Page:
This interactive page will show you how to build a regression model based on satellite observations of lakes and 'ground' samples of lakes to predict regional trophic state.
The data presented here are real data from the south-western part of Wisconsin. However, they come from existing data sets that were not designed for this type of analysis. We will build better and more complex models with the data collected each summer. But, in the meantime, these serve the purpose of demonstrating the methodology.
Follow the instructions bellow to go from data collecting to building the model to predicting trophic state.
The first step consists of collecting 'ground' data for selected lakes. This is the part where volunteers who participate in the self-help monitoring program participate. Depending on the lake, the lake is measured for several characteristics related to water clarity (or, strictly speaking, lake water optical properties). Measurements always include the Secchi disk depth, and may also include chlorophyll concentration, turbidity, and water color.
So, let take the boat into the Lake Keesus, for example, and measure water clarity with our Secchi disk.
You have recorded the lake name, the date of the measurement, the Secchi depth, and other characteristics. All the data collected by all the volunteers are put together in the form of a table:
Now we are ready to extract data from the satellite image.
The image below shows an example of two full Landsat satellite scenes. These correspond to path 24/row 29, and path 24/row 30.
[click on the image to see a map of Landsat paths and rows for Wisconsin]
Now we need to extract data from each of the lakes. In this example, we are going to extract data for Lake Keesus, the same lake we sampled on the ground. Lake Keesus is the lake outlined in yellow in the image below.
Now it is time to build a model to predict Secchi depth on all lakes in the satellite image. This is a statistical model that relates the observed Secchi depths measured on the lakes to a combination of spectral bands from the satellite image from the same lakes. For example, one may find that a good model to predict Secchi depth uses band 1 (blue light) and band 3 (red light):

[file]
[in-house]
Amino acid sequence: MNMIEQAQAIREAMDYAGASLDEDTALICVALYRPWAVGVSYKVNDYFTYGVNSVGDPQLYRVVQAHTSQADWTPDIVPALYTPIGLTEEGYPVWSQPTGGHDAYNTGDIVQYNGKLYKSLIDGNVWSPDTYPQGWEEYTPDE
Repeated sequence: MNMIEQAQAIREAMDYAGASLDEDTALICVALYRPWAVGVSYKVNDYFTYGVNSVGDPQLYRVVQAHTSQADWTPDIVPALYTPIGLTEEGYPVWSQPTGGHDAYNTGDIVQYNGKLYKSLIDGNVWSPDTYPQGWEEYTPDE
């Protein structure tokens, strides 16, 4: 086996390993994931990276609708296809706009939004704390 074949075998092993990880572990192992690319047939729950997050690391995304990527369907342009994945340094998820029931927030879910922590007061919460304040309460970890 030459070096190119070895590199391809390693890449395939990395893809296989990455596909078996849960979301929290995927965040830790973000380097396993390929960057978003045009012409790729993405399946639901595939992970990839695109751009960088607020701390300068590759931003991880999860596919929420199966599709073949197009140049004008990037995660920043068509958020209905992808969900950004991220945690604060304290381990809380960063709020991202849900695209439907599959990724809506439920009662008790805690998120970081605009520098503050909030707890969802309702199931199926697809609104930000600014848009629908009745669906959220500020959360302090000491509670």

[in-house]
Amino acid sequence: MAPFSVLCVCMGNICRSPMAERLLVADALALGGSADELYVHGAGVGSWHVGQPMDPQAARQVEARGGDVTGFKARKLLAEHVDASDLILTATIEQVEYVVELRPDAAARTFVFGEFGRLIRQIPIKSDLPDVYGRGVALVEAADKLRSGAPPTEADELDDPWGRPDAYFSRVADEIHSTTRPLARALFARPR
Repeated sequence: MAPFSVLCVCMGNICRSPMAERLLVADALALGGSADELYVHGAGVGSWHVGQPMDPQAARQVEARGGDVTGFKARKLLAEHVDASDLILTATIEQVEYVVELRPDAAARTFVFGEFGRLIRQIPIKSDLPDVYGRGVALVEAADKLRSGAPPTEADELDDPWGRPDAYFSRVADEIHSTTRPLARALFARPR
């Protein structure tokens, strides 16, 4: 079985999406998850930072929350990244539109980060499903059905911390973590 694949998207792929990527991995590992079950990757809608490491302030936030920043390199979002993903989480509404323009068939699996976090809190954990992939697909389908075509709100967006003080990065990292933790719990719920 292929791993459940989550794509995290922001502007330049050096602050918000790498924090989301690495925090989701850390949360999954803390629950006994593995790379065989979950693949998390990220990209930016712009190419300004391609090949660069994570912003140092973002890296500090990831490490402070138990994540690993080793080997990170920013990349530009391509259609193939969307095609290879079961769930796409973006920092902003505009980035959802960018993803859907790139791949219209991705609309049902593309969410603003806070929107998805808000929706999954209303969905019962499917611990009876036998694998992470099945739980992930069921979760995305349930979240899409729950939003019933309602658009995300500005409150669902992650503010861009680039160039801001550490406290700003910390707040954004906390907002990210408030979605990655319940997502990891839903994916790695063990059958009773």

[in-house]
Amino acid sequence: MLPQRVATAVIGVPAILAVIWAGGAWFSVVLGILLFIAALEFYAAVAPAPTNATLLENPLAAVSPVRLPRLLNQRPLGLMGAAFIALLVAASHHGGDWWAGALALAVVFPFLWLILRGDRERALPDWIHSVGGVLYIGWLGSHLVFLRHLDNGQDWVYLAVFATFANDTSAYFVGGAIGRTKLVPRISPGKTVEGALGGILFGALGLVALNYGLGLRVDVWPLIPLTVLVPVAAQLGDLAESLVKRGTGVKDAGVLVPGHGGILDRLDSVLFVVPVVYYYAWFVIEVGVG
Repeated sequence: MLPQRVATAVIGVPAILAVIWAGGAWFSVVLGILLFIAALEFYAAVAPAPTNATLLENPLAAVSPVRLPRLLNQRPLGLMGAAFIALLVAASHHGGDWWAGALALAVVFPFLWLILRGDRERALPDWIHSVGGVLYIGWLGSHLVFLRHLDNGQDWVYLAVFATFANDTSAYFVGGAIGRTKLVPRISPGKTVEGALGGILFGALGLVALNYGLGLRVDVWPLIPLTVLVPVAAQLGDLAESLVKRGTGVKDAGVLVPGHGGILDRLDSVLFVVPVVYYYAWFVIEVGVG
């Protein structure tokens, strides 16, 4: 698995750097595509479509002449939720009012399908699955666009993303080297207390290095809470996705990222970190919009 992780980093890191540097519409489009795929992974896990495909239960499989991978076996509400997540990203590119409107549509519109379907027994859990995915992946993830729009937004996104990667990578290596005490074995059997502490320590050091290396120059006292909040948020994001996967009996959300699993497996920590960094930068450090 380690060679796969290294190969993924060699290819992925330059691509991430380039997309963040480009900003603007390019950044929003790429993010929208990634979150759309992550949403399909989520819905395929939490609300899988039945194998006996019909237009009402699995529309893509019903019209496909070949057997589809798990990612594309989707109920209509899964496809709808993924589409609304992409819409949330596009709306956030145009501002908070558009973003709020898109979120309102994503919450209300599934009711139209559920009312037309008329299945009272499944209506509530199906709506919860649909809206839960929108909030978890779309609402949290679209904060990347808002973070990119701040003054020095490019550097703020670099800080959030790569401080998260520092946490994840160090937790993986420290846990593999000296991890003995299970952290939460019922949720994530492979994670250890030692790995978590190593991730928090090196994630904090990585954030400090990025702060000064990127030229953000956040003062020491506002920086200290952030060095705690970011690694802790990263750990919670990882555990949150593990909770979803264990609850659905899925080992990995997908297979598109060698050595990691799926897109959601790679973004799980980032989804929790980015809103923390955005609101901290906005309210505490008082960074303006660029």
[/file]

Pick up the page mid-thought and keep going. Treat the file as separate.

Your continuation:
Secchi depth (in feet) = function of (band 1, band 3)
Once the model is built, we can visualize how well it reproduces the observations using a plot like the one below. To build a plot like this, you use the model to predict Secchi depth on the same lakes that you used to build the model in the first place. Then, you display in a graph the values observed in the lake against the values predicted by the model. A perfect model would place all the observations (all the dots) along the 1:1 line. But there isn't such thing as a perfect model. So the dots will be scattered around the line of perfect prediction. The closer the dots are to the line, the better the model is performing.
Now, let's see how well we did with our data:
That isn't too bad, is it? The R2 below the equation in the upper-left corner is a statistical measure of the goodness-of-fit of our model. It ranges from 0 to 1, or from 0% to 100%. An R2 of zero would be the worst possible fit; an R2 of 100% would mean a perfect fit. A value of 88% is very good indeed!
Now we have reached the final stage. We are ready to apply the model. All we need to do is extract information for all lakes in the satellite image, and apply our equation to obtain a measure of Secchi disk.
In the example below, each dot within a lake has been colored according to the predicted Trophic State Index (TSI) on the lake at that location. The Trophic State Index is a measure of the degree to which a lake is eutrophic, that is, enriched in nutrients and therefore prone to algal blooms.
18 April, 2003
Jonathan Chipman, Maureen Janson, Joan Riera
Web layout: Joan Riera